The Department of Mineral Resources and Energy has published its latest weekly fuel price forecast, showing a big hike in petrol and diesel prices expected to hit in December.
Published by the Central Energy Fund (CEF) through its digital assistant ReseGo, the weekly update provides a snapshot of market conditions at the end of each week, giving an indication of where fuel prices are headed for the coming month.
The department stresses that the snapshot is not predictive but rather serves as a fuel price indication. As market conditions change throughout the month, so too do the forecasts.
According to the forecast, the current price changes are on the cards for December 2022:
- Petrol 93 and 95: increase of R1.25 per litre
- Diesel 0.05%: increase of 60 cents per litre
- Diesel 0.005%: increase of 69 cents per litre
- Paraffin: Increase of 42 cents per litre
The CEF’s more detailed breakdown of market fluctuations shows that the key driver behind the bleak forecast is the increasing cost of international petroleum products. This is exacerbated by a weaker rand.
International petroleum prices are guided by the oil price, which has seen a sharp spike in recent days, pushing towards the $100 a barrel mark, following months persisting at $90 to $95 a barrel.
According to the Bureau for Economic Research (BER), oil prices have been buoyed by positive news out of China that it is moving towards exiting its zero-Covid strategy, which has kept oil demand muted.
“A key market mover was the positive noises from China about steps to exit its damaging zero-Covid policy by early next year,” it said.
“The former head of China’s Center for Disease Control and Prevention reportedly said that China could reopen its border with Hong Kong early next year, with international border relaxations to follow.
“This helped boost Chinese stocks listed in Hong Kong to record their best week in more than seven years. The oil price and industrial metal prices were also supported by this news, rising sharply during the week.”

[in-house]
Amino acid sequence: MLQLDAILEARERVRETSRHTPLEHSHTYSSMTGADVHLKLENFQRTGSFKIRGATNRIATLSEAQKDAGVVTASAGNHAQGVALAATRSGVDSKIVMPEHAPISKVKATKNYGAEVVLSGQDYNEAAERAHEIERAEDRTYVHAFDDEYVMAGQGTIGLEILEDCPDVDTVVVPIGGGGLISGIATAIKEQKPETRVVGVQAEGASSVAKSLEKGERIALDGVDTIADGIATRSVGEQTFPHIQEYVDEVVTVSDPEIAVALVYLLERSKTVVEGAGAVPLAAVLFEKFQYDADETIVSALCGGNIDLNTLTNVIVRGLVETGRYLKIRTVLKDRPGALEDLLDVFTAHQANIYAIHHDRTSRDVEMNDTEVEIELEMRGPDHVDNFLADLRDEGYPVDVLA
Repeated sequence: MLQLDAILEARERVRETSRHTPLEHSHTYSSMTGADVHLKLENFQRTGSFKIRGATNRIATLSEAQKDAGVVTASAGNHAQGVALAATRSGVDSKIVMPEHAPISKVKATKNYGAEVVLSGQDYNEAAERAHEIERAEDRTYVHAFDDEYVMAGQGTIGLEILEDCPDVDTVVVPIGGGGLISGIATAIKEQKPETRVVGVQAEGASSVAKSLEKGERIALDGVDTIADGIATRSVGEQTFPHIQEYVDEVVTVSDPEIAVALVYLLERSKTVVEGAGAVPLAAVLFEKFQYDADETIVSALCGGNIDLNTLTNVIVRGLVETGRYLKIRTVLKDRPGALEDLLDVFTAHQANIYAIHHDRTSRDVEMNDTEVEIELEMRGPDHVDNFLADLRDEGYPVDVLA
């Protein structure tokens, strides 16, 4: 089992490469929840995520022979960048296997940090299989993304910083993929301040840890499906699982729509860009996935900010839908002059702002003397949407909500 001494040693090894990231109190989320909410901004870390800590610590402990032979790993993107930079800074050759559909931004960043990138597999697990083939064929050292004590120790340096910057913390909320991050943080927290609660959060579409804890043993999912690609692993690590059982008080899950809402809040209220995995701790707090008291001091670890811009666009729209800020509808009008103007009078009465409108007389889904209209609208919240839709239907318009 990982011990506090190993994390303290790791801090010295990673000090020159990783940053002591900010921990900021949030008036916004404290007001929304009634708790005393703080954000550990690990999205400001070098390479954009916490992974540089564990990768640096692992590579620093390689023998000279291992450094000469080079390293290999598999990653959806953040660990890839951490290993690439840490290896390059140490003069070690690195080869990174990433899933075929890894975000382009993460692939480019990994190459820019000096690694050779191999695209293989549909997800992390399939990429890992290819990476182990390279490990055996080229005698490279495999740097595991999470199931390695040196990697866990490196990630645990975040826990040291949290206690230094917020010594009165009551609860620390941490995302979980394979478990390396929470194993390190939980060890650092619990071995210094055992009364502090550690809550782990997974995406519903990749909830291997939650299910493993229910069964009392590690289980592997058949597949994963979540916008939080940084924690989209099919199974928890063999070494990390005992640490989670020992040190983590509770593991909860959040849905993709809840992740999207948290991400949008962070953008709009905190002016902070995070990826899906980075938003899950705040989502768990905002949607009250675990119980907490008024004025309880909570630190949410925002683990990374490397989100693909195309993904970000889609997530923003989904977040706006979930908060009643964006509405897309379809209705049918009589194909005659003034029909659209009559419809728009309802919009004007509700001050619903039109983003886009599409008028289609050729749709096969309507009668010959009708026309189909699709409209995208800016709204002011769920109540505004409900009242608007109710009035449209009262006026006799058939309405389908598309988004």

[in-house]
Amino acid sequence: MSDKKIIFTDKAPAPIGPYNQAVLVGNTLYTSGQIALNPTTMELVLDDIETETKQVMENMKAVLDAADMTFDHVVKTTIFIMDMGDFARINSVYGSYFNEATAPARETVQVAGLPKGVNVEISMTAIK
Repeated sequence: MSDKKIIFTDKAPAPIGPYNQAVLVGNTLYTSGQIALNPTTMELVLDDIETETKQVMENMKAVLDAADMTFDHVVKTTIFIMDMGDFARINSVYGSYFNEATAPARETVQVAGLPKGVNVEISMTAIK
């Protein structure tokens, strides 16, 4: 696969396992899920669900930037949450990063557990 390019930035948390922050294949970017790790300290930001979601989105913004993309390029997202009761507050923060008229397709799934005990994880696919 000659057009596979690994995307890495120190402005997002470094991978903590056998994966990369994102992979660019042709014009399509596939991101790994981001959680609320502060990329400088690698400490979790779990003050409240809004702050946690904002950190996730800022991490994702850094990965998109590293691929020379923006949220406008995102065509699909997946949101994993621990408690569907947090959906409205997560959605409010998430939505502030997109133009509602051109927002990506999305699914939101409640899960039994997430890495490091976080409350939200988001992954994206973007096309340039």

Oil prices have also generally been pushed higher by growing global demand against the backdrop of tighter supply. As the northern hemisphere enters its winter months, fuel demand increases. However, this year, this is happening in conjunction with sanctions on Russia as well as a reported cut of supply from OPEC+.
This has led to a general supply crunch on fuels like diesel, with shortages being reported in the US and Europe. This, in turn, has an impact on South Africa, which is dependent on imports for its fuel supply.
November saw diesel prices shoot up by R1.60 per litre, putting the fuel at record-high prices. If the CEF’s latest forecast persists to the end of the month, this will see prices pushed even further into a new record.
The rand, which is the other important component in local pricing, has also started the month on the back foot but made some gains last week.
The local unit has been persistently weak due to the stronger dollar as well as local headwinds like continued load shedding. However, according to the BER, economic data from the US on Friday (4 November) softened the greenback, giving the rand a boost.
“In response to the more dovish comments from leading Fed officials and some mixed interpretations on the jobs data, the US dollar weakened on Friday, which helped the rand gain more than 2% against the greenback on Friday alone,” it said.
As a result, the rand strengthened to R17.99 to the dollar on Monday. If rand strength continues, any potential fuel price hikes would be smaller.
According to local economists, the rand is fundamentally undervalued and is expected to recover in the coming quarters. Economists at Absa believe the rand will strengthen further before the end of the year – to R16.75 to the dollar – while the South African Reserve Bank sees the currently at R17.38 to the dollar.